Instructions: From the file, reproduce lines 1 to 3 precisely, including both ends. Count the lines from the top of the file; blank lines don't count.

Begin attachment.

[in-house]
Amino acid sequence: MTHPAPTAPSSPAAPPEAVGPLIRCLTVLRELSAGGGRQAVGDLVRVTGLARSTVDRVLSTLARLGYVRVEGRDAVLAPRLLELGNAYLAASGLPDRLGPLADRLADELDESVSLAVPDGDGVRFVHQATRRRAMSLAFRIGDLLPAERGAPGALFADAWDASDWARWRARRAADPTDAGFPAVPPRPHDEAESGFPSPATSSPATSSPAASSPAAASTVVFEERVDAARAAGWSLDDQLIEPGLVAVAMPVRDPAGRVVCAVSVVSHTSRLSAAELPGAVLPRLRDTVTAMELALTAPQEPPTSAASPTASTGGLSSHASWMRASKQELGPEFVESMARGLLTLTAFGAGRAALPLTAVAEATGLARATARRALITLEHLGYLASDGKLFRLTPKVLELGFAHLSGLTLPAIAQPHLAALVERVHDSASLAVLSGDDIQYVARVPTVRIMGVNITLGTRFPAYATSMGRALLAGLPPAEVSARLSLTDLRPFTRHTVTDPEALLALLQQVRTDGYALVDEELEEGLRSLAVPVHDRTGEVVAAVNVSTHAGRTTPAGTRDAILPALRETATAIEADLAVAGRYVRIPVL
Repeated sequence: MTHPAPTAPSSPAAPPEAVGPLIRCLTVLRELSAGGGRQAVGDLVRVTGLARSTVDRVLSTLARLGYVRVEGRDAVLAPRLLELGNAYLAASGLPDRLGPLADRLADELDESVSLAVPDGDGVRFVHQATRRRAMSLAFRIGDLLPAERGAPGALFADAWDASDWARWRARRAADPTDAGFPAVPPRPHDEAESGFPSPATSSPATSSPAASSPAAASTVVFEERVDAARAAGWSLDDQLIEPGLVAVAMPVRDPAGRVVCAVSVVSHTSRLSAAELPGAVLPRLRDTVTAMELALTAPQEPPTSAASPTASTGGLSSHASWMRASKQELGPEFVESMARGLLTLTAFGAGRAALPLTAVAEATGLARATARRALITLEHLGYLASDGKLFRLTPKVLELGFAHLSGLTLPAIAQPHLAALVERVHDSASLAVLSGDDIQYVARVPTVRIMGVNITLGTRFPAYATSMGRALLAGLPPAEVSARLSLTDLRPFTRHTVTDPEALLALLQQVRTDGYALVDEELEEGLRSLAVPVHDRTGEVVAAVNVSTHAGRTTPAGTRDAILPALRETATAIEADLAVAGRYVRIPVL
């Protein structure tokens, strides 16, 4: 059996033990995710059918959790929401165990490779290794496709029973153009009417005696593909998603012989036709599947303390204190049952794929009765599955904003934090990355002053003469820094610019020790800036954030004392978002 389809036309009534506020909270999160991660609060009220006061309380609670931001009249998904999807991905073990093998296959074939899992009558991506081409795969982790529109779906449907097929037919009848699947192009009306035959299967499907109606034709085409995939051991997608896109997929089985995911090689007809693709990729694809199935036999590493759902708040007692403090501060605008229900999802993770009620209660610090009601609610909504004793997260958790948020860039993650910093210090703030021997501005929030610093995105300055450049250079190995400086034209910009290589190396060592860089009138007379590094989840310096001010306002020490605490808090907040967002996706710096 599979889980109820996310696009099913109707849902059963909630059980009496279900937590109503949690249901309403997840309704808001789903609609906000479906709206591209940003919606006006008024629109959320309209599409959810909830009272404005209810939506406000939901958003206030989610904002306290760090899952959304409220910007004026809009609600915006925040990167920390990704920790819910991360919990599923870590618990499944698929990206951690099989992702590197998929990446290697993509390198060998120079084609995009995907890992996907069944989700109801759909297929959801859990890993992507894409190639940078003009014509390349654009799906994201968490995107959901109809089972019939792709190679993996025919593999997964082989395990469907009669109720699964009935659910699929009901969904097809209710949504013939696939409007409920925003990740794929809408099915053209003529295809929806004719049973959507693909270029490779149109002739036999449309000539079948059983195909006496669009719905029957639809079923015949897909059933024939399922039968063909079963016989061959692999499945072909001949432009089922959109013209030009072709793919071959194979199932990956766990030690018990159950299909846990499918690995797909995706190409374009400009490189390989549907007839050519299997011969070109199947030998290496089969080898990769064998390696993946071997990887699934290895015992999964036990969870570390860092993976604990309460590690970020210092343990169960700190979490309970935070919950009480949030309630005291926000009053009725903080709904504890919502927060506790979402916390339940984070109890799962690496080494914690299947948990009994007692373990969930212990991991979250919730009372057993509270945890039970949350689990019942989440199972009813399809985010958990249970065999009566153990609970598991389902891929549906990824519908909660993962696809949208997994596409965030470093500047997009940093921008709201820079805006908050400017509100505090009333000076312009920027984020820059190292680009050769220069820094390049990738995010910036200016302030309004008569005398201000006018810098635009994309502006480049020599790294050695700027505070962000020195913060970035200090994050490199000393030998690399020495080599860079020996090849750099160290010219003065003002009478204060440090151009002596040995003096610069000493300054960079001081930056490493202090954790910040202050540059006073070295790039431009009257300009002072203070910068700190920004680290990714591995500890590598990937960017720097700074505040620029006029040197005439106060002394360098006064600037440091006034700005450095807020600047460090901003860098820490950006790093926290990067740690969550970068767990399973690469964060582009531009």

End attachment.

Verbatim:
[in-house]
Amino acid sequence: MTHPAPTAPSSPAAPPEAVGPLIRCLTVLRELSAGGGRQAVGDLVRVTGLARSTVDRVLSTLARLGYVRVEGRDAVLAPRLLELGNAYLAASGLPDRLGPLADRLADELDESVSLAVPDGDGVRFVHQATRRRAMSLAFRIGDLLPAERGAPGALFADAWDASDWARWRARRAADPTDAGFPAVPPRPHDEAESGFPSPATSSPATSSPAASSPAAASTVVFEERVDAARAAGWSLDDQLIEPGLVAVAMPVRDPAGRVVCAVSVVSHTSRLSAAELPGAVLPRLRDTVTAMELALTAPQEPPTSAASPTASTGGLSSHASWMRASKQELGPEFVESMARGLLTLTAFGAGRAALPLTAVAEATGLARATARRALITLEHLGYLASDGKLFRLTPKVLELGFAHLSGLTLPAIAQPHLAALVERVHDSASLAVLSGDDIQYVARVPTVRIMGVNITLGTRFPAYATSMGRALLAGLPPAEVSARLSLTDLRPFTRHTVTDPEALLALLQQVRTDGYALVDEELEEGLRSLAVPVHDRTGEVVAAVNVSTHAGRTTPAGTRDAILPALRETATAIEADLAVAGRYVRIPVL
Repeated sequence: MTHPAPTAPSSPAAPPEAVGPLIRCLTVLRELSAGGGRQAVGDLVRVTGLARSTVDRVLSTLARLGYVRVEGRDAVLAPRLLELGNAYLAASGLPDRLGPLADRLADELDESVSLAVPDGDGVRFVHQATRRRAMSLAFRIGDLLPAERGAPGALFADAWDASDWARWRARRAADPTDAGFPAVPPRPHDEAESGFPSPATSSPATSSPAASSPAAASTVVFEERVDAARAAGWSLDDQLIEPGLVAVAMPVRDPAGRVVCAVSVVSHTSRLSAAELPGAVLPRLRDTVTAMELALTAPQEPPTSAASPTASTGGLSSHASWMRASKQELGPEFVESMARGLLTLTAFGAGRAALPLTAVAEATGLARATARRALITLEHLGYLASDGKLFRLTPKVLELGFAHLSGLTLPAIAQPHLAALVERVHDSASLAVLSGDDIQYVARVPTVRIMGVNITLGTRFPAYATSMGRALLAGLPPAEVSARLSLTDLRPFTRHTVTDPEALLALLQQVRTDGYALVDEELEEGLRSLAVPVHDRTGEVVAAVNVSTHAGRTTPAGTRDAILPALRETATAIEADLAVAGRYVRIPVL